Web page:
In contrast to past years when top university officials have had harsh words for Alaska politicians responsible for budget and program cuts, Pitney was largely complimentary toward both state lawmakers as well as the congressional delegation. She praised U.S. Sen. Lisa Murkowski and Alaska Gov. Mike Dunleavy, among others, for helping to to pass the University of Alaska Fiscal Foundation Act, which will allow the university to triple its land holdings to more than 500,000 acres.
“We won’t be able to monetize that land overnight,” Pitney said. “It will take years. But we finally have the path.”
The address came a day after she and other top university officials offered a more in-depth overview of the university’s situation to the state Senate Education Committee. Pitney emphasized that not “grappling with major state budget reductions” for the first time in years has been critical to more than just the university’s being able to balance its budget.
“With that financial stability has come focus and the ability to promise students their programs are going to be there and the ability to promise students that their financial aid is going to come through,” she said. “That confidence to our students is absolutely essential. It doesn’t take a ton. It just takes stability, that it’s there and it’s not going to be gone tomorrow.”
Among the efforts during the current legislative session Pitney singled out is House Bill 31 by state Rep. Andi Story of Juneau that increases amounts awarded through the Alaska Performance Scholarship program as well as eligibility among the state’s high school students.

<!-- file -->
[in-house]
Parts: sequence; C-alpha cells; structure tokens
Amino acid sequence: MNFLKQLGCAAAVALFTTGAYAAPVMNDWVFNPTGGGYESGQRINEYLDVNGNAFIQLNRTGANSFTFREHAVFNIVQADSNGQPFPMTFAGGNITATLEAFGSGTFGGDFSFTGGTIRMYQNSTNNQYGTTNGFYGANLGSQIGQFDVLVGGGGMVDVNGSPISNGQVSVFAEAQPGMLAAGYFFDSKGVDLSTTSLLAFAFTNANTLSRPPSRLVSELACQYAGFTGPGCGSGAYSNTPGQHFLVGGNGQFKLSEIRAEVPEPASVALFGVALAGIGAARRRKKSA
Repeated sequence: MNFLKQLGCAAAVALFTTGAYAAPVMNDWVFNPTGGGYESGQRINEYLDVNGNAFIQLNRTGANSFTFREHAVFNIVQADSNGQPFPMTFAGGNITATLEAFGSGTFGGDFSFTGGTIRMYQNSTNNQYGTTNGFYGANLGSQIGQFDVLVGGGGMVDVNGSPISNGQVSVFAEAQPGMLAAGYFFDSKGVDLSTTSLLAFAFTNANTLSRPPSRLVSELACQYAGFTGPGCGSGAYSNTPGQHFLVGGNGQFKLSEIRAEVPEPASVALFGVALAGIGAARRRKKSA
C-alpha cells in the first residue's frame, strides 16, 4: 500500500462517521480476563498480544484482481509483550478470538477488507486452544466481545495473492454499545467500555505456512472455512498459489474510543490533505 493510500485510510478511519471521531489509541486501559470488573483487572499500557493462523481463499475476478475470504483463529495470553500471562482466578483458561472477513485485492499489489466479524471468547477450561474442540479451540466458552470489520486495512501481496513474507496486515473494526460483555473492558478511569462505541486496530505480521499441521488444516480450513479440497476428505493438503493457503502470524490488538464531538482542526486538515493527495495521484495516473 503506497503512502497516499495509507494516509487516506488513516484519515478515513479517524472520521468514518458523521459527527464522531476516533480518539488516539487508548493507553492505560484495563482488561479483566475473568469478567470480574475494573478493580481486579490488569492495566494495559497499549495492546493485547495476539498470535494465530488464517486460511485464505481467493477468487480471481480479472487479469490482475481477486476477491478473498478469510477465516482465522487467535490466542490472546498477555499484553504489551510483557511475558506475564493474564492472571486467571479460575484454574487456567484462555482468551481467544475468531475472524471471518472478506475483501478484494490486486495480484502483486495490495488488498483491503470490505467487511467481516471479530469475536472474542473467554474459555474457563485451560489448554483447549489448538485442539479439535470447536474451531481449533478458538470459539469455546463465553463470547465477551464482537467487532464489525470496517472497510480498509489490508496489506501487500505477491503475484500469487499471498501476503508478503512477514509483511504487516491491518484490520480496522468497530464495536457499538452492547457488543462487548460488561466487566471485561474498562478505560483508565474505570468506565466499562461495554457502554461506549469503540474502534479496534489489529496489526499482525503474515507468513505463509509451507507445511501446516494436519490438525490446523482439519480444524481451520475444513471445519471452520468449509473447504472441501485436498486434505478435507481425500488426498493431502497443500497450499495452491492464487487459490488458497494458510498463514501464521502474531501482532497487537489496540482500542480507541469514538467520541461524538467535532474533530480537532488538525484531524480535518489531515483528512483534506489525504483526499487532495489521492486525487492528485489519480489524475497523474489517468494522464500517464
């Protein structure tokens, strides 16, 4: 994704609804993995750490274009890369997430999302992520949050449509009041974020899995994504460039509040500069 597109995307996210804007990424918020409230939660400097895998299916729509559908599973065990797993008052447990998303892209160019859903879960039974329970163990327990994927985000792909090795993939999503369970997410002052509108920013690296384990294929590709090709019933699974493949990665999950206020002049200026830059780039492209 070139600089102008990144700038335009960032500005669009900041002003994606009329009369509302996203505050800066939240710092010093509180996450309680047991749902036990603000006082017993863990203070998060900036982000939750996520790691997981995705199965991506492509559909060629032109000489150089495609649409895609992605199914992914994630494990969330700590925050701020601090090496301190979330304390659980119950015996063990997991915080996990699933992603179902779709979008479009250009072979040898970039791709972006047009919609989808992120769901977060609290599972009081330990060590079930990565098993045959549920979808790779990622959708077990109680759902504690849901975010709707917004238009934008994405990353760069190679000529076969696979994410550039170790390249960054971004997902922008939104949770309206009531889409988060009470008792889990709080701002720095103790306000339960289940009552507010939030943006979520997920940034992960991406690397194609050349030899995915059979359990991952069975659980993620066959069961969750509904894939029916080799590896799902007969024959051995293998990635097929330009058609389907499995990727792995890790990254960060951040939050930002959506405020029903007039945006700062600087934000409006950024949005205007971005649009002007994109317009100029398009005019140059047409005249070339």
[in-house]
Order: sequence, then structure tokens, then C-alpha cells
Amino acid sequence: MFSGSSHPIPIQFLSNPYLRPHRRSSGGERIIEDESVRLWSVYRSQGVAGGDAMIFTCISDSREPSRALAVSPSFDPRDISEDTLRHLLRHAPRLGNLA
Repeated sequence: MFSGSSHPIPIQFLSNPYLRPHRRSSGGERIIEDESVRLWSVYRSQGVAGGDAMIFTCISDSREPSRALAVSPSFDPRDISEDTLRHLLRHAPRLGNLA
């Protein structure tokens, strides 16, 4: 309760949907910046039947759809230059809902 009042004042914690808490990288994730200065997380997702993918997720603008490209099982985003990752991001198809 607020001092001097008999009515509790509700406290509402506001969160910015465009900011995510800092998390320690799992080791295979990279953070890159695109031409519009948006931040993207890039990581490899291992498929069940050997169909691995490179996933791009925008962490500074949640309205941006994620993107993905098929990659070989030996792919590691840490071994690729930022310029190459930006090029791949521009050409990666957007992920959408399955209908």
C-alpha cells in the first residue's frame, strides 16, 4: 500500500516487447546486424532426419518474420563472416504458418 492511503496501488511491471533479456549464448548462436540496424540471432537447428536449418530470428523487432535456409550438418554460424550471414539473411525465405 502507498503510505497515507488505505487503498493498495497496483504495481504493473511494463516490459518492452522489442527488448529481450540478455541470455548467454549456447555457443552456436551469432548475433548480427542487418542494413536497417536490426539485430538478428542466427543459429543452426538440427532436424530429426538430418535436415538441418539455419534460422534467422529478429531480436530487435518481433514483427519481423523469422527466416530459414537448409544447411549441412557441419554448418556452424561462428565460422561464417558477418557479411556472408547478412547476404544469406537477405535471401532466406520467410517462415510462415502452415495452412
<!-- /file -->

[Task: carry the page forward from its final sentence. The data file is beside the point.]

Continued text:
“Keeping them in state in the first place is a really good strategy for our workforce,” Pitney said. “Doing the small tweaks on the Alaska scholarship program will make a huge difference in how many students we can attract to the University of Alaska, and the more students we attract to the University of Alaska the more workforce the state has.”
Other measures the university is considering include not relying on tests such as the SAT or ACT for admissions, since during the COVID-19 pandemic when the tests weren’t administered “the people who (enrolled) were equally successful whether the tests were taken or not taken,” Pitney said. Also, she’s hoping performance scholarships will be made official sooner than the current date of August following graduation.
“We need to make that the fall coming into their senior year so they can have that certainty about where they’re going to go to college,” she said.
During her speech and committee presentation, Pitney also highlighted efforts where she feels Alaska can be unique or groundbreaking in its university programs, including a drone research program now underway at the University of Alaska Fairbanks that she said could make the state the leader in industrial use of the devices.
“It would change our landscape if we have unmanned planes flying freight, flying fuel, doing searches in a search and rescue situation, monitoring wildfires, monitoring the pipeline, counting animals, counting fish for our Department of Fish and Game,” she told the committee. “It changes the economic equation. We can have Alaska be a place where we try out this commercial industry in a very safe way.”